Two of the most dramatic, and symbolic, incidents in the long life of Robert McNamara omitted from most of his obits this week were connected to citizen protest of wildly varying types. One was a young artist's attempt to heave the former Defense chief over the side of a ferry boat in 1972. Another: the case of Norman Morrison, a 31-year-old Quaker from Baltimore who, in 1965, handed his infant daughter off to a bystander, doused himself with kerosene and set himself ablaze under McNamara's window at the Pentagon.
One week later, another antiwar protester, Roger LaPorte, did the same thing in front of the United Nations building in New York.
Morrison had been particularly saddened by the burning of villages and killing of civilians in Vietnam. A Catholic priest's account of a bombing in a Vietnamese village particularly distressed him. He had resisted taxes, demonstrated, and lobbied in Washington, but now said to his wife (she recalls), "It's not enough. What can be done to stop this war?"
In his final letter to Anne, his wife (they had three children), he wrote, "Know that I love thee, but I must go to help the children of the priest's village." It is believed that he carried his daughter to the Pentagon that day to remind him of the children he was trying to save in Vietnam.
McNamara would later describe Morrison's death as "a tragedy not only for his family but also for me and the country. It was an outcry against the killing that was destroying the lives of so many Vietnamese and American youth."
Morrison became a kind of folk hero in U.S. antiwar circles, his name or face carried on antiwar posters for several years. The North Vietnam named a street after him and issued a stamp in his honor -- the possession of which was declared illegal in the U.S. Morrison's widow visited Vietnam in 1999 and met a poet who had written a tribute to her husband. On a visit to this country in 2007, Nguyen Minh Triet, the country's leader, read the poem near the site where Morrison set himself ablaze.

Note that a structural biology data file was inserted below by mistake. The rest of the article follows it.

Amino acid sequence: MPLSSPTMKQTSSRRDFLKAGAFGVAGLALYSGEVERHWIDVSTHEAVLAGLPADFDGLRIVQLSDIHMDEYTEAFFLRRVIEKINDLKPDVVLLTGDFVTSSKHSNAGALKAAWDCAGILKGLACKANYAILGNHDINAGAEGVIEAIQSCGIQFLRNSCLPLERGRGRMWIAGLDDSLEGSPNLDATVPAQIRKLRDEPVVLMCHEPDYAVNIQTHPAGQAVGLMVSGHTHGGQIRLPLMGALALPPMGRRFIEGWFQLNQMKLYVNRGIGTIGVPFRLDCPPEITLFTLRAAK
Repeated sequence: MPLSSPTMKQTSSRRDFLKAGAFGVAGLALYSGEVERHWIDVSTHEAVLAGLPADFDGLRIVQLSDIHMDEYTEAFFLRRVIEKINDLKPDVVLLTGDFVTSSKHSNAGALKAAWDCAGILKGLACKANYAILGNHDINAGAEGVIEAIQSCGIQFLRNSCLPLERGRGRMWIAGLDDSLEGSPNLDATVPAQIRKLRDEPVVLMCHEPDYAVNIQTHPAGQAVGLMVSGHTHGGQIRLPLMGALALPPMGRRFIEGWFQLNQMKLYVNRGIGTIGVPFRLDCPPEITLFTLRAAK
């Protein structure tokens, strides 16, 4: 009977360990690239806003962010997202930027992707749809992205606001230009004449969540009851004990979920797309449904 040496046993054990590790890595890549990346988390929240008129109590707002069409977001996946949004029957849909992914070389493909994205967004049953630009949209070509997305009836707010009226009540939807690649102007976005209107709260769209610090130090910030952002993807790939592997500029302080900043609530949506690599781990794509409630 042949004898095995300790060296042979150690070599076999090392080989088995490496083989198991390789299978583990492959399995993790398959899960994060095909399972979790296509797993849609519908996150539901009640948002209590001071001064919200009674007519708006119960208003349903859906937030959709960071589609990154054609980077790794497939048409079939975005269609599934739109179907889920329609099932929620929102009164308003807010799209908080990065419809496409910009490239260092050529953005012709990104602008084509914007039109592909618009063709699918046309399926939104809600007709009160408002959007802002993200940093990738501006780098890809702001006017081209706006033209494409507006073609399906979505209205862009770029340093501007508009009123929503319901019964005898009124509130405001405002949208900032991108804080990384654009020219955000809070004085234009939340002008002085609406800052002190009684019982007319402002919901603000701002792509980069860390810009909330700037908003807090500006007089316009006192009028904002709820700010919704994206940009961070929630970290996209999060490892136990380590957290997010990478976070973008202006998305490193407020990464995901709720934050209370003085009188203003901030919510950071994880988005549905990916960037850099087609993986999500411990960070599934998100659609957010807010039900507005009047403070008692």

McNamara would devote two pages in his memoir , In Retrospect, to Morrison's death. Morrison's widow wrote to McNamara, thanking him for at least making a partial public apology about his role in the Vietnam War. He called her to thank her. In an interview, she said, "Norman's death is a wound that we've both carried. In an odd twist of fate, we have come into a kind of communion with each other. We are both victims of the war."
But others criticized McNamara for exploiting her letter and running part of it in an ad for his book.
Paul Hendrickson, the former reporter and author, wrote at length about the Morrison self-immolation in his book, The Living and the Dead. Here is what he told Brian Lamb on C-Span in a 1996 appearance.
Anne Morrison Welsh is her full name now because she remarried, is a deeply forgiving woman, a deeply Christian woman and has taught me personally a lot about the nature of forgiveness. I end this book, and we can talk about that later, I end this book, literally, on the last page of the book, going back to Anne Morrison and her message to me is, "Let vengeance be for the vengeful." But to answer your question, directly, when Mr. McNamara, sitting in this chair, came out with his book a year ago, "In Retrospect," that book provoked instant kind of outrage in America, Anne Morrison's response -- Anne Morrison Welsh's response -- was otherwise.
Her response was to salute it in terms of, "Well, this perhaps will help us in the healing process." And she wrote a beautiful letter and released it as a statement. And, unfortunately, I have to sit here and tell you that I felt that that letter was exploited by Mr. McNamara. I know for a fact that Mr. McNamara, with her permission, said he would like to use the letter. Well, very shortly after it appeared in a full page ad for his book, he was handing it out to reporters in Washington.
Greg Mitchell's latest book is "Why Obama Won." He is editor of Editor & Publisher.